Is it possible to have a straight stroke using muscles to "keep it straight" instead of the emptiness? Heck yes, I just think it is too hard and unreliable to try and manufacture it.
If you want to pause at the end of your final backswing, fine. I think that for people who struggle with stroke, this should not be a part of the routine for this reason- if you are constantly worried about delivering a good straight stroke, pausing at the end of the final backswing gives you time to think about all those things you could do to mess it up. Rather, what you should be focused on is the aim point. If you can pause and stay focused without worrying about the delivery, great. I happen to like the no pause theory.and in the game, if it happens to pause, it is subconscious and ok. If you are consciously pausing, I think you are finding a way to screw up the stroke. Maybe you wont, but maybe you will.
The grip I like is this- the cue rests on the middle finger (my delivery finger) mostly, with the first finger slightly touching the cue. The thumb points straight down and basically locks the cue in place in that sweet pocket. Sometimes the thumb slightly bends under, but it is subtle. I think the wrist should be as relaxed as possible during the stroke. Many players cock the wrist back and forward to keep the cue stick level. I think that is too much and creates more variables than needed. If the wrist is relaxed, it will look to others like you are "using" it. That is because it looks different than most, not because it is true. At the point of contact, the hand naturally must grip the cue to keep it from sliding in the hand. Gripping too early can crook the stroke. Gripping too late means usually not what you expected to deliver. Obviously the timing has to be good. I suggest shooting a few times without gripping at contact to see just how far you can go before contacting the ball; it is farther than many think. This last minute timing I think is responsible for a large percentage of mess-ups.
In your practice regimen, be sure to include several "stroke" shots. That does not mean fast, but instead quality. Some of those shots should be very very light shots, like straight rail shots.moving into medium shots.and finally into strong shots. Do it from small to large like golfers to (going from wedge to driver in their practice) so that you can work your way into the stroke. There are tons of great shots in Daly's Billiard Book for under $10. You can test how straight your stroke is by hitting center ball up and down the table so that the cue ball comes back to strike the cue tip. I know this is old fashioned, but there is no better way of knowing one way or another if you can deliver a straight stroke. Do this until you can do it almost all the time..and relax, relax, relax, during that process.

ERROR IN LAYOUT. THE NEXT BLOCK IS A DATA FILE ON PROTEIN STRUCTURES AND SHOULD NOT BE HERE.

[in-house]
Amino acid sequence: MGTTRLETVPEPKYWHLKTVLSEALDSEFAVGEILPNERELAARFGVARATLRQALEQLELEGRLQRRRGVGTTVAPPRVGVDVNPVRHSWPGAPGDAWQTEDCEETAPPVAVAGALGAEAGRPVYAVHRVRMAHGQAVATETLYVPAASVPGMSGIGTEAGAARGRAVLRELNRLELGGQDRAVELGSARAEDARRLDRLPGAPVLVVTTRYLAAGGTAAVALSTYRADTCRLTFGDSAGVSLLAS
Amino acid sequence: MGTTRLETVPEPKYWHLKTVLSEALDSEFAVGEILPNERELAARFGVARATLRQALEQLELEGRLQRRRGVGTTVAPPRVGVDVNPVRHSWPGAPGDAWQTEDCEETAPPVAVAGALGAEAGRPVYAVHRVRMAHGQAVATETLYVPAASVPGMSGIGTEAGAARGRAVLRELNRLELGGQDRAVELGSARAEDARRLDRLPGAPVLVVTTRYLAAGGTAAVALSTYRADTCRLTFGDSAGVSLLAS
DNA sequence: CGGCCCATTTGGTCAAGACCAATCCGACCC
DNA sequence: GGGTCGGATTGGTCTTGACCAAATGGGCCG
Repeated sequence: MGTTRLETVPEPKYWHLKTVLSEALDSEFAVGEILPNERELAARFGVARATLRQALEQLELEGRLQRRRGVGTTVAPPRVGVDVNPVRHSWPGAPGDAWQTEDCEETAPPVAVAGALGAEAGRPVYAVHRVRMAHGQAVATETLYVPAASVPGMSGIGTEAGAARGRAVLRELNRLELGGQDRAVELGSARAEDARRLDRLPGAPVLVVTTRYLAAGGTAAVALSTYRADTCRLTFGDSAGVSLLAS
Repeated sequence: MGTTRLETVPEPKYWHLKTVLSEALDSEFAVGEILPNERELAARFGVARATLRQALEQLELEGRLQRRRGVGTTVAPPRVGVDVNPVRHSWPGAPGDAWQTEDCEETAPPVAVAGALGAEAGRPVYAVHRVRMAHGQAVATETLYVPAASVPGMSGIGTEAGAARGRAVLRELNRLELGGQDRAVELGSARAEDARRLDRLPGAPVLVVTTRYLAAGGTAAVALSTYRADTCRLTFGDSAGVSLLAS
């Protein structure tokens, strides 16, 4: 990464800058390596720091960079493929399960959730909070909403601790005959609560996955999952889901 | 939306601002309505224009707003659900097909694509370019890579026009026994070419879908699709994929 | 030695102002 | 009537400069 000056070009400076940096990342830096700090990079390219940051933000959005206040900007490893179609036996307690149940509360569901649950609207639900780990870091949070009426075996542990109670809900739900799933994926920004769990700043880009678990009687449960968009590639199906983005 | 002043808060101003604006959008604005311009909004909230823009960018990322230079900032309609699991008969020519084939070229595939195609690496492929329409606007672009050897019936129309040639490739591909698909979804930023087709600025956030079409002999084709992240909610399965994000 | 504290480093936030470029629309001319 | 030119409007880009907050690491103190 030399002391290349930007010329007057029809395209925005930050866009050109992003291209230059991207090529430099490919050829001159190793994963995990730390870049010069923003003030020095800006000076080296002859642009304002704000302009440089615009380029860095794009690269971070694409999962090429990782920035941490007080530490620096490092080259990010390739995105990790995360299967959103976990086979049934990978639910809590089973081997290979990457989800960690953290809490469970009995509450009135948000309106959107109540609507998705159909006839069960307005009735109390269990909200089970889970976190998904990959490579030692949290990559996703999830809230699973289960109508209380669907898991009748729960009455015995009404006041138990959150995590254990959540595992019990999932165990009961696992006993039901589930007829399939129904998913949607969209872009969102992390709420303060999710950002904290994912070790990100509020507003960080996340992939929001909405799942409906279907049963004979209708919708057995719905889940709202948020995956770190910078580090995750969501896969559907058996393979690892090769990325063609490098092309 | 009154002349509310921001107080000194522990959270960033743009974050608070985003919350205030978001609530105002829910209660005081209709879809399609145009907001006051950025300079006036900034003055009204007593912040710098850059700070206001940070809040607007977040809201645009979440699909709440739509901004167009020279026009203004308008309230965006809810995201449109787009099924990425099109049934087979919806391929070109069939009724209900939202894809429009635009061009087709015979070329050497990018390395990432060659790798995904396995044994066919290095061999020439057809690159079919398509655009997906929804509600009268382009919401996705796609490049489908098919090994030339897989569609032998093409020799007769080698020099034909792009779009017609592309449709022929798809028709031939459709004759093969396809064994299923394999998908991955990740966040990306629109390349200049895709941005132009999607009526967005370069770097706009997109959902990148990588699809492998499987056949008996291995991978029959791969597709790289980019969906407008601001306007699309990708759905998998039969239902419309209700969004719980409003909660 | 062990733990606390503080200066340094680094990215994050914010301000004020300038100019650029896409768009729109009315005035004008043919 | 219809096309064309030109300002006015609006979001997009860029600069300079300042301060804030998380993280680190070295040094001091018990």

In conclusion, the best strokes are those "without" rather than "with." Those strokes with the least variables are the easiest to control. That is not to say that a stroke with a lot of variables wont work (ala Efren and Sang Lee types), for they obviously do. But I bet those players spent much more time tweaking their strokes than they had to. Imagine how great they play now.now imagine how great they could play if their strokes were even more consistent than they are now. These are my thoughts on stroke. I probably forgot a few things since this is sort of off the cuff. So if I forgot anything, please let me know and I will try to comment. I know this post was long, I am sorry. I was in the mood to get this typed some time soon, and this was a good opportunity to do so. I think I am pretty flexible when it comes to individual style. Remember, that while I think there is an easy way and a hard way.and I like the easy way (having tried to learn the hard way for about five years and then relearning the easy way) over the rest.each person must develop their own special stroke. But that development should be in eliminating the variables rather than adding to them. When it comes to stroke trainers, I think it is altogether possible that while on the surface a stroke trainer is a good thing (because a straight one is good), really, it may be contributing greatly to a bad stroke.maybe not across the board, but you are training "all" those muscles to "make" the cue "go" straight. Whereas, you could be letting gravity "ensure" a straight stroke by eliminating all those variables that could possibly contribute to a crooked stroke. I thought about the possibility of using both my theory and a stroke trainer hand-in-hand, but it is just not needed.you always have the up and down shot- it doesn't lie much at all. I think if anyone were to try what I have said, they would find that a straight stroke is free of cost, and free of obstacles.and most free to test without having to bring any contraptions to the table.
When I first gave this advice to Ken through RSB, his response was very favorable, but included that which I have said a few posts ago about learning something new and Ken's trend (since the late 90s):
"The trouble with most changes is that they work for a little while, as we know, then the bad stuff creeps back. Hopefully not this time..." The real trouble is that when we get lazy about working things out in our game, we look for the next "fix." Well, that usually adds to the problems, where the real answer is in taking away the variables.
I'm tired. Go cubbies!
Deno J. Andrews